When American hard rock band Kutless release a record, it will fall into one of two categories.
The difficulty with Believer is it doesn’t fit comfortably into either of those categories. It’s not rocked up enough to compare to some of the band’s earlier rocked up work, but neither is it worship based enough to be described as a ‘worship album’.
This has resulted in a strange mixture of music that doesn’t gel together as well as other Kutless albums.
The Christian Contemporary Music (CCM) genre is so full of pop and soft rock music that Kutless' releases (whether they are worship projects or not) are usually a breath of fresh air. But Believer is too toned down to warrant praise in this area.
The album gets off to a flying start. If It Ends Today has a killer guitar riff, loud drums and Jon Micah Sumrall's unmistakable voice sounds better than ever before. “Raise your hands if you’re with me”, he shouts. The song will no doubt go on to become a favourite at the band’s live shows.
Second track Carry On retains some of the initial energy of album opener, but it isn’t long before the band’s momentum is sapped away as an acoustic guitar led song, All Yours follows. Like many of the songs on Believer, the message is fantastic, but the delivery lacks impact.
Even If is a great worship song with an unusual message. The song is about having faith in God, regardless of how good or bad our circumstances. “Even if the healing doesn’t come / You’re still the great and mighty one / We trust you always”.
What about the title track? Believer starts with an acoustic guitar and Jon singing about someone who feels abandoned and is full of pain. The chorus is about believing Christ is always “reaching out to your heart”. Musically, it sounds like something Casting Crowns or Leeland would write.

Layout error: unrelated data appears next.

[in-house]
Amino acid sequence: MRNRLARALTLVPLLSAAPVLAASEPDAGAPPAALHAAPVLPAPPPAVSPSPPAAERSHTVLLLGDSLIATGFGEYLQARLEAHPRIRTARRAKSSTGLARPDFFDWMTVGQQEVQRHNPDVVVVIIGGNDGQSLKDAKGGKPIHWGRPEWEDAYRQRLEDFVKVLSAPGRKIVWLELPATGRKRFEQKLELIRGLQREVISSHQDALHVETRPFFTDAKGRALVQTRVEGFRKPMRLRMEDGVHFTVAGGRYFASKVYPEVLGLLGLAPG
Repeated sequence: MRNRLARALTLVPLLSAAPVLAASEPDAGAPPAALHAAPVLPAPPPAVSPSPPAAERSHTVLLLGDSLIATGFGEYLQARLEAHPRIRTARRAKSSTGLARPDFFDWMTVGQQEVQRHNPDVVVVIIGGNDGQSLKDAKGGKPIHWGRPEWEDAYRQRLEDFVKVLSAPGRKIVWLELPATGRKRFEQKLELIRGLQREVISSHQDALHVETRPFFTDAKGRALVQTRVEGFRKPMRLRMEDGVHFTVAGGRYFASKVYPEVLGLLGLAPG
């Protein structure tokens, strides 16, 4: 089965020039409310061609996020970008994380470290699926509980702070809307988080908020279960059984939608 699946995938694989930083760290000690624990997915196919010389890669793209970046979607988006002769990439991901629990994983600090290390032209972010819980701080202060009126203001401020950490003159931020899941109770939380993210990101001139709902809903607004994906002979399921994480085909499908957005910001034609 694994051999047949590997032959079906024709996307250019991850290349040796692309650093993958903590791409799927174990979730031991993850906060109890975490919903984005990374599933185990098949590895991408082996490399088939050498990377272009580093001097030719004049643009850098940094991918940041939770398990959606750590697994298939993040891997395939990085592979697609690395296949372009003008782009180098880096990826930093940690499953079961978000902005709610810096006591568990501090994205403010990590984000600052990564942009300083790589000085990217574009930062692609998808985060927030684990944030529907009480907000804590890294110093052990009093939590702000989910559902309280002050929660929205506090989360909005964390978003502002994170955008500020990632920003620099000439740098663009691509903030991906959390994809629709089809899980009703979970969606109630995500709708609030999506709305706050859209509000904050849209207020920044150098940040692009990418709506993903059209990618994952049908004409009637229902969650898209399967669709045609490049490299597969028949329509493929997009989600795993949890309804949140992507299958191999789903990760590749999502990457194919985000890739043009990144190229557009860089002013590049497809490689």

Need is one of only two loud and in your face songs Kutless have put together for the album. An extended guitar solo and heavy drums will please fans looking for something more meaty than the previous five songs on the album.
Almost all of the songs would work on the radio (all but one are under four minutes long), but few stand out as being memorable. One can’t help but wonder if the band were being pushed into writing and producing an album for the masses. If you’re new to Kutless, you probably won’t know what all the fuss is about. After all, Believer is nice enough. It’s just the elements that historically made this band great have gone missing.
Why aren’t Jon’s vocals as raw and downright ferocious anymore? Why is there often a greater emphasis on acoustic rather than electric guitars? Why has the music become so simple and typical of other artists in the genre? These aren’t unfair questions for longtime fans of the band.
Ultimately, this is a Kutless worship album, with two up-tempo songs thrown in for oldtime's sake. With this, their 7th album, it seems the band have given up pushing themselves and have settled for a generic Christian music sound. Let’s hope their next release has a lot more bite to it.
Rating: 6 out of 10
April 10th, 2012 - Posted & Written by Sam Hailes